Since the 28th October frequent reconnaissances have been made but up to the date of the last sortie at the end of February 1944, no activity was observed at the airfield and there is no indication that aircraft have used the landing ground.

By reason of its situation in a pocket formed by hills rising on all sides, except to the south, further development of this landing ground is not considered feasible. As indicated above difficulty is experienced here as in the case of Loiwing (Suili) airfield, due to the hills to the north acting as a watershed which drains into the Nam Wan and Shweli Rivers and though there appears to be some flat country to the south of the Factory airfield, as is possibly the case in other parts of the valleys formed by these two rivers, airfield construction would involve a continuous struggle against erosion and it is unlikely that such airfields could have normally more than a fair weather value.

The concern expressed in the last paragraph of the Allied intel report about surrounding terrain is similar to that in Matt Poole's evaluation 70 years later.[17a] The implied criticism in the report should be directed at the Allies who developed the sites, rather than the Japanese who merely "acquired" them in place.

This is the Loiwing Factory Strip, aka CAMCO airstrip, built in 1939, reconstructed after being bombed by the Japanese in October 1940, and then sabotaged by CAMCO employees in the face of its imminent takeover by the invading Japanese in May 1942:[17b]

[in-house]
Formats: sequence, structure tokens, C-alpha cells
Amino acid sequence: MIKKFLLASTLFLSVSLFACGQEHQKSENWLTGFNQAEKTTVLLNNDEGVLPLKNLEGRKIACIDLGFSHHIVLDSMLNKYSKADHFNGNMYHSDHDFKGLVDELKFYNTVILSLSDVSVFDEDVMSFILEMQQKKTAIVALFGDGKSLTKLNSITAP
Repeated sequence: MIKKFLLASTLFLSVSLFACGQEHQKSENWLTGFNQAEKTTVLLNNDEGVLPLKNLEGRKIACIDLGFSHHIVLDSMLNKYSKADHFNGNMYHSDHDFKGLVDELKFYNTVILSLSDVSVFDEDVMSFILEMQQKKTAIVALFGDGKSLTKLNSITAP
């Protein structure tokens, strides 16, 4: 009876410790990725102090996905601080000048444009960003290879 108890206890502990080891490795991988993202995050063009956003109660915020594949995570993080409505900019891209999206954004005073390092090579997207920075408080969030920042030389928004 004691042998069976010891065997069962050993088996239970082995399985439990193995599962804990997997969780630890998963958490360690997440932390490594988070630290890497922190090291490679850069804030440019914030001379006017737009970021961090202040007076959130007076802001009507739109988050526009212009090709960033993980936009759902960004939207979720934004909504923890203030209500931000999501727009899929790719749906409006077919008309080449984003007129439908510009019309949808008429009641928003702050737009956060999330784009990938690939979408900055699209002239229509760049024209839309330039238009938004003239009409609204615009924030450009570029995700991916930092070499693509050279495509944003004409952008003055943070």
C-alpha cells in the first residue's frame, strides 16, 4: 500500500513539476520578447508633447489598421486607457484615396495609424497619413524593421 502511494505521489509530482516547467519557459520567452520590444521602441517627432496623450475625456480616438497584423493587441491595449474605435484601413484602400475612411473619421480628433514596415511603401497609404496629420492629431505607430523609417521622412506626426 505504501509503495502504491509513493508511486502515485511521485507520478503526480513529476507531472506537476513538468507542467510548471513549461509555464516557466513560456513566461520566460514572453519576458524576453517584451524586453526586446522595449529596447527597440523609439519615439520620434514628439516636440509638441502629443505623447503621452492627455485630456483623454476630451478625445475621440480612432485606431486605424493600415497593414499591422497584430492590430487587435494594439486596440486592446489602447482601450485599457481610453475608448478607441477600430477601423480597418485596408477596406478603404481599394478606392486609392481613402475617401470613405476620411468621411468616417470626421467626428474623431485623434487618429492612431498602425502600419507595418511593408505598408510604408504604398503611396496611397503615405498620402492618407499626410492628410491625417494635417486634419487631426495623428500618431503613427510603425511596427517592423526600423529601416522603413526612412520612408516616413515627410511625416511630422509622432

Loiwing Fact Strip aerial

High resolution image is available here.

And a text description of Loiwing (Factory):[18]

Loiwing Factory descriptn

Higher resolution image available here.

Transcription:

1" MAP REF 93E/9.

LOIWING (FACTORY)
Landing Ground

Co-ordinates N23°53'50"
E97°37'40"
Local position 1 1/4 miles northwest of LOIWING Village, 1,000 yards east of Namwan River (which forms YUNNAN-BURMA border) and 4 1/2 miles WSW of LOIWING (SUILI) Airfield.
Altitude 2480 feet above Mean Sea Level.
Landing Area One runway WSW-ENE 940 x 80 yards.
Surface Runway tarred gravel.
Serviceability Unserviceable after heavy rains.
Installations Factory buildings consisting of 2 large sheds (approx 520' x 95') and 7 smaller sheds and buildings situated close together south of the east end of the strip and a large number of destroyed buildings believed to have been offices and living quarters to north of strip.
Communications Rail: Nil.